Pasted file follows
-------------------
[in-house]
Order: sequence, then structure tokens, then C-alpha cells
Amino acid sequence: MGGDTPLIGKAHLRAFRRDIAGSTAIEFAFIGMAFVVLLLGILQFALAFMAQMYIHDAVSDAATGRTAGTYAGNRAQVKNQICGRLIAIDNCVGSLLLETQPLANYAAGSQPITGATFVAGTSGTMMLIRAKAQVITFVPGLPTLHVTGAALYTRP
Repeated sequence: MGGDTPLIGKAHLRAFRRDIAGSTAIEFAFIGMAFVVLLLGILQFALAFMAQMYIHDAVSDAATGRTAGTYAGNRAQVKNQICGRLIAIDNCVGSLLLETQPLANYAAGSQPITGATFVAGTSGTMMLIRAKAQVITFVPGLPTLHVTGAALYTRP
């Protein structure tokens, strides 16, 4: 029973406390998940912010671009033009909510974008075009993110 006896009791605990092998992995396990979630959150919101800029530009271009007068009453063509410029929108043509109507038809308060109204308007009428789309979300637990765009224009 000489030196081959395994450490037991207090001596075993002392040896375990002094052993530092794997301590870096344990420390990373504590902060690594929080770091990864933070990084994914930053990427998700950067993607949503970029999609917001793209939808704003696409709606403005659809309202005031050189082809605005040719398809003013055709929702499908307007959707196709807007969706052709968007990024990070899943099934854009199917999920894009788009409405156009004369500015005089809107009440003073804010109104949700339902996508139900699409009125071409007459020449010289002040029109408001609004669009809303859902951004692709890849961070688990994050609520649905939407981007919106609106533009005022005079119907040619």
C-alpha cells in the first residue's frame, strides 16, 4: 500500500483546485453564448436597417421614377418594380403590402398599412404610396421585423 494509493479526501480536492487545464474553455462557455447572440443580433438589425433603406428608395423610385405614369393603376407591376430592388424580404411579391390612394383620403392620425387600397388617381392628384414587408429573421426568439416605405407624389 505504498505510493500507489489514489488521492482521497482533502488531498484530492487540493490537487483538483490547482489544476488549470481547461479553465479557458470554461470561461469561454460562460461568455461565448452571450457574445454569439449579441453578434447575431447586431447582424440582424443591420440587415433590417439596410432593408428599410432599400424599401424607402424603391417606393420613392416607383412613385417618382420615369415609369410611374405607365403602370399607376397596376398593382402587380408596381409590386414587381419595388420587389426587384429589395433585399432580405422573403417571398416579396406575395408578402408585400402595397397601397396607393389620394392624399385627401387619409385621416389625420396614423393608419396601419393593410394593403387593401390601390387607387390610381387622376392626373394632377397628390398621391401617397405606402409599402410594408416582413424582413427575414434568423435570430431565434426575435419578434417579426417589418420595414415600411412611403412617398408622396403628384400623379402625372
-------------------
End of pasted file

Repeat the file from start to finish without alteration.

[in-house]
Order: sequence, then structure tokens, then C-alpha cells
Amino acid sequence: MGGDTPLIGKAHLRAFRRDIAGSTAIEFAFIGMAFVVLLLGILQFALAFMAQMYIHDAVSDAATGRTAGTYAGNRAQVKNQICGRLIAIDNCVGSLLLETQPLANYAAGSQPITGATFVAGTSGTMMLIRAKAQVITFVPGLPTLHVTGAALYTRP
Repeated sequence: MGGDTPLIGKAHLRAFRRDIAGSTAIEFAFIGMAFVVLLLGILQFALAFMAQMYIHDAVSDAATGRTAGTYAGNRAQVKNQICGRLIAIDNCVGSLLLETQPLANYAAGSQPITGATFVAGTSGTMMLIRAKAQVITFVPGLPTLHVTGAALYTRP
């Protein structure tokens, strides 16, 4: 029973406390998940912010671009033009909510974008075009993110 006896009791605990092998992995396990979630959150919101800029530009271009007068009453063509410029929108043509109507038809308060109204308007009428789309979300637990765009224009 000489030196081959395994450490037991207090001596075993002392040896375990002094052993530092794997301590870096344990420390990373504590902060690594929080770091990864933070990084994914930053990427998700950067993607949503970029999609917001793209939808704003696409709606403005659809309202005031050189082809605005040719398809003013055709929702499908307007959707196709807007969706052709968007990024990070899943099934854009199917999920894009788009409405156009004369500015005089809107009440003073804010109104949700339902996508139900699409009125071409007459020449010289002040029109408001609004669009809303859902951004692709890849961070688990994050609520649905939407981007919106609106533009005022005079119907040619």
C-alpha cells in the first residue's frame, strides 16, 4: 500500500483546485453564448436597417421614377418594380403590402398599412404610396421585423 494509493479526501480536492487545464474553455462557455447572440443580433438589425433603406428608395423610385405614369393603376407591376430592388424580404411579391390612394383620403392620425387600397388617381392628384414587408429573421426568439416605405407624389 505504498505510493500507489489514489488521492482521497482533502488531498484530492487540493490537487483538483490547482489544476488549470481547461479553465479557458470554461470561461469561454460562460461568455461565448452571450457574445454569439449579441453578434447575431447586431447582424440582424443591420440587415433590417439596410432593408428599410432599400424599401424607402424603391417606393420613392416607383412613385417618382420615369415609369410611374405607365403602370399607376397596376398593382402587380408596381409590386414587381419595388420587389426587384429589395433585399432580405422573403417571398416579396406575395408578402408585400402595397397601397396607393389620394392624399385627401387619409385621416389625420396614423393608419396601419393593410394593403387593401390601390387607387390610381387622376392626373394632377397628390398621391401617397405606402409599402410594408416582413424582413427575414434568423435570430431565434426575435419578434417579426417589418420595414415600411412611403412617398408622396403628384400623379402625372